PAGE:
This may seem like a hit or miss style of preaching, but because of the nature of the human heart it is a very truthful message. Take a look around the congregation of your church the next time you are there. You'll likely see a couple of hundred people paying attention to the same message. It is very difficult to know the heart of any one of them except your own, however. There may be people that day that are fully focused on the message. There may also be people there that look focused, but they are distracted by the pace of life. This pace of life is preventing them from getting everything they need to get. There may also be people there that are discouraged and distracted by the enemy, therefore they too aren't getting what they need out of the message.

18"Listen then to what the parable of the sower means: 19When anyone hears the message about the kingdom and does not understand it, the evil one comes and snatches away what was sown in his heart. This is the seed sown along the path. 20The one who received the seed that fell on rocky places is the man who hears the word and at once receives it with joy. 21But since he has no root, he lasts only a short time. When trouble or persecution comes because of the word, he quickly falls away. 22The one who received the seed that fell among the thorns is the man who hears the word, but the worries of this life and the deceitfulness of wealth choke it, making it unfruitful. 23But the one who received the seed that fell on good soil is the man who hears the word and understands it. He produces a crop, yielding a hundred, sixty or thirty times what was sown." – Matthew 13:18-23

As I read this I see how much the Holy Spirit is involved in spreading the gospel. I try to live my life in a way that I am constantly planting seeds through either my words or my actions. I am not the type to go preach on a street corner, but I view this very blog as part of my ministry. This section of Scripture shows that we are all called to ministry in some form. I feel my role is to simply make it clear where I stand and why I stand there. At that point, it is up to god to change hearts and make sure the plant grows. It is because of the nature of the human heart that I don't know what type of ground these seeds are landing on, but God does. The amazing thing is that with technology as it is today, someone on the other side of the planet whom I will never meet could stumble across these very words and be changed by them. This is the seed, and it is up to God to cultivate the plant wherever it may fall.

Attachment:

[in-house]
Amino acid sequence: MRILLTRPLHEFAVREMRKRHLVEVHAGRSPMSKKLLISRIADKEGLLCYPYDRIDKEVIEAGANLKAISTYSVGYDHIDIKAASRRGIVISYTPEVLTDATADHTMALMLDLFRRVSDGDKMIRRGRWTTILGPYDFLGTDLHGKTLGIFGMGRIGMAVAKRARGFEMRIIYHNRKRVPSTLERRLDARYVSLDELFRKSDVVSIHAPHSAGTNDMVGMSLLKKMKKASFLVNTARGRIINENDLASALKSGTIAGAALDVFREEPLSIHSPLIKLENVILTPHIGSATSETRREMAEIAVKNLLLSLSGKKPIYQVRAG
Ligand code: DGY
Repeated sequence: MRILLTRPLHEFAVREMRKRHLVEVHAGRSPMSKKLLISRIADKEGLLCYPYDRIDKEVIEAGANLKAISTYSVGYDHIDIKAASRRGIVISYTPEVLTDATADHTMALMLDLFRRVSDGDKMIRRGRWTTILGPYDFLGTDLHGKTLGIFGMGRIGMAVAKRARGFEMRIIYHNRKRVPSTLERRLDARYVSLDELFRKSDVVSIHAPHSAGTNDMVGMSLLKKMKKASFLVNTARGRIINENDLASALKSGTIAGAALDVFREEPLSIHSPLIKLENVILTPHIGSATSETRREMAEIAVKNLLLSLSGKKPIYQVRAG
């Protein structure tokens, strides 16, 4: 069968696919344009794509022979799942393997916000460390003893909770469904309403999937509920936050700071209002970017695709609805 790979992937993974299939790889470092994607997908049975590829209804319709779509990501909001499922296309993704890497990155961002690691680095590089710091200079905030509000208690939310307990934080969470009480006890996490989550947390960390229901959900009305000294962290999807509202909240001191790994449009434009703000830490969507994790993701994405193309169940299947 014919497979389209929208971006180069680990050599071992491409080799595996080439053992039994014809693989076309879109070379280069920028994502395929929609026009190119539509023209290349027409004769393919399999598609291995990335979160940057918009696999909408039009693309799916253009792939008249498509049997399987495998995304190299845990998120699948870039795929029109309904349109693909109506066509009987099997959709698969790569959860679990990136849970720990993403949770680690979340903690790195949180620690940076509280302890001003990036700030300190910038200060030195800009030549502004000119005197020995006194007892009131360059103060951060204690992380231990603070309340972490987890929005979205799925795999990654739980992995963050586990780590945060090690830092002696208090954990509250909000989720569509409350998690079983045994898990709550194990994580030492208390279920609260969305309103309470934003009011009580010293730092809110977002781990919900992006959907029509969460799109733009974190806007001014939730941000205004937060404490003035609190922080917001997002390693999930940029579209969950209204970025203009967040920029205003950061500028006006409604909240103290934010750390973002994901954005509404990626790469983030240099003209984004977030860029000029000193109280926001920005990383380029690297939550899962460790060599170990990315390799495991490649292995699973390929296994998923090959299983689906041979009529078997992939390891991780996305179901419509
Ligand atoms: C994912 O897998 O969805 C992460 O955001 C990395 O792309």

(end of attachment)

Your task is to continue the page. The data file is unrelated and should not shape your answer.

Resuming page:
1. How do you plant seeds?
  2. Does this make it easier or harder for you to plant seeds?
  3. How does this build your own faith?

Thursday, May 1, 2008

Matthew, Chapter 12 part 2

Yesterday we saw the absurdity of the Pharisees. I call it absurdity because there is no way you can explain their hatred for Christ other than absurd, filthy, sinful nature based on the fear of losing power. This is why I am not Christ. I would not have had Jesus' patience in the same situation. Instead of calmly explaining my actions in a parable as Jesus did, I would have been tempted to say, "You have got to be kidding me, right? I just healed a guy, and you're upset because I happened to perform a freaking miracle on the Sabbath?"